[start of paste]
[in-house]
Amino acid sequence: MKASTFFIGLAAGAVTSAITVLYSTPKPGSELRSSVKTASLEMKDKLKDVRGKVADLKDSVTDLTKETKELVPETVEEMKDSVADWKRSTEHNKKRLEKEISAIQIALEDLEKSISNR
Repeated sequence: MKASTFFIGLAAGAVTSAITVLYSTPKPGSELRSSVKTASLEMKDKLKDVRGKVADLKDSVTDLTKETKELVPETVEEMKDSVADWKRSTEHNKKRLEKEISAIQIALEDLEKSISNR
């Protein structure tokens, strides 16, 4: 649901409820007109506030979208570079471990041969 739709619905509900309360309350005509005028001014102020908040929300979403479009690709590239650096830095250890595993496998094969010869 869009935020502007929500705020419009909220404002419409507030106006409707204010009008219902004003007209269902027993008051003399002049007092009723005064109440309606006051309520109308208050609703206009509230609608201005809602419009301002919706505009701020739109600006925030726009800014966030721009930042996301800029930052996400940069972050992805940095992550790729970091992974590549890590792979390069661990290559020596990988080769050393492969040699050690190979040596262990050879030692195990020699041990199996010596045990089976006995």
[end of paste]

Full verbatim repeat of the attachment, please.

[in-house]
Amino acid sequence: MKASTFFIGLAAGAVTSAITVLYSTPKPGSELRSSVKTASLEMKDKLKDVRGKVADLKDSVTDLTKETKELVPETVEEMKDSVADWKRSTEHNKKRLEKEISAIQIALEDLEKSISNR
Repeated sequence: MKASTFFIGLAAGAVTSAITVLYSTPKPGSELRSSVKTASLEMKDKLKDVRGKVADLKDSVTDLTKETKELVPETVEEMKDSVADWKRSTEHNKKRLEKEISAIQIALEDLEKSISNR
């Protein structure tokens, strides 16, 4: 649901409820007109506030979208570079471990041969 739709619905509900309360309350005509005028001014102020908040929300979403479009690709590239650096830095250890595993496998094969010869 869009935020502007929500705020419009909220404002419409507030106006409707204010009008219902004003007209269902027993008051003399002049007092009723005064109440309606006051309520109308208050609703206009509230609608201005809602419009301002919706505009701020739109600006925030726009800014966030721009930042996301800029930052996400940069972050992805940095992550790729970091992974590549890590792979390069661990290559020596990988080769050393492969040699050690190979040596262990050879030692195990020699041990199996010596045990089976006995």